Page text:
(Dr. Gross)     - a stiffening.  No.  That's right.  That's correct.

(Dr. Salgo)     Okay.  You said had a seizure but whatever.  But -

(Dr. Robert Gross)     Had an attack that looks like a seizure but is not.  Right.  That's good point.  And so our job is to figure that out.  And the way we do that is we bring people into the hospital.  Put EEG wires on their head.  We video them.  And we wait for them to have a typical attack.  And if the brain waves are normal 99 percent of the time, it means that this is non-epileptic.  Now there are lots of causes of non-epileptic attacks.  But the most common cause is what we call psychogenic.  It's a cause that is caused by a psychological problem.

(Elissa)     Does that mean they are faking it then?

(Dr. Gross)     No.

(Tony)         No.

(Dr. Gross)     No.

(Dr. Gross)     Absolutely not.  

(Elissa)        So what's it mean then?

(Dr. Gross)     It doesn't mean their crazy.  It doesn't mean they are
faking it.  This is a psychological problem that is not under their control.

(Dr. Salgo)     Well I can tell you about Allison because I can tell you what's in the chart.  Her doctor decided and on the basis of evidence that he had I suppose, that Allison was not having psychogenic seizures.  He actually did diagnose her with epileptic seizures.  So now that we see this note, how would he have come to that diagnosis?

(Dr. Bruce Hermann)     Through the diagnostic tests.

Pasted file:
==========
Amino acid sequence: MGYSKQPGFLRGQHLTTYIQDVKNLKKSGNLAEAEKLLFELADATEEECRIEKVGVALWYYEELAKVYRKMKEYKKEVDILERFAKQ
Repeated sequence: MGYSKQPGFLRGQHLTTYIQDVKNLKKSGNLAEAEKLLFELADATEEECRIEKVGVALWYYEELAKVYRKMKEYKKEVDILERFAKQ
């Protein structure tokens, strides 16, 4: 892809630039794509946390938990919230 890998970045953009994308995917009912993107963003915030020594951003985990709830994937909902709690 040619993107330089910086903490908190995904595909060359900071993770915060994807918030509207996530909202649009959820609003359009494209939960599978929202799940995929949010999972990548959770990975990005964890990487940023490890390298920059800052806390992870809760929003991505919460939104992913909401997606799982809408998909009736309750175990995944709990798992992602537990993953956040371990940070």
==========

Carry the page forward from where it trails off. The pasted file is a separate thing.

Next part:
(Dr. Papa)         Yes.

(Dr. Gross)     Hopefully an EEG, and MRI.  If you see an abnormality on an EEG that is epilepsy-like, then obviously it greatly supports the diagnosis.

(Dr. Salgo)     But we just said that a lot of EEGs are normal.

(Dr. Gross)     Yes.  But sometimes you can see abnormalities.  Sleep deprivation helps.

(Dr. Salgo)     Let me stop you there.  Sleep deprivation helps.

(Dr. Gross)     I'm sorry.  It helps hardly anyone does it?

(Dr. Salgo)     [chuckles]

(Dr. Gross)     It helps make the diagnosis.

(Dr. Salgo)     So you are going to deliberately deprive people of sleep?

(Dr. Gross)     Yes.  Get a few hours of sleep the night before.  There is something about the drowsy state, the sleep state that brings out epileptic activity in the brain.

(Dr. Salgo)    What are the health implications to the rest of their body?  What else happens to epileptics?

(Dr. Gross)     It's ... I'm going to back up from that.  Because I think the psychosocial whammy is bigger.  She can't drive.  In most states, she would not be allowed to drive.  And that period varies by state anywhere from a few months to a year until there is a demonstration that no seizures are occurring.  It is very difficult to obtain or maintain competitive employment, continue in school for many people if you can't drive in this society.

(Dr. Salgo)     Tony, when they made the diagnosis of epilepsy in you, what were the immediate effects of that?  What could you not do that you previously thought you could do?

(Tony)         First off I want to correct you on one thing.  

(Dr. Salgo)     Yes.

(Tony)         I am not an epileptic.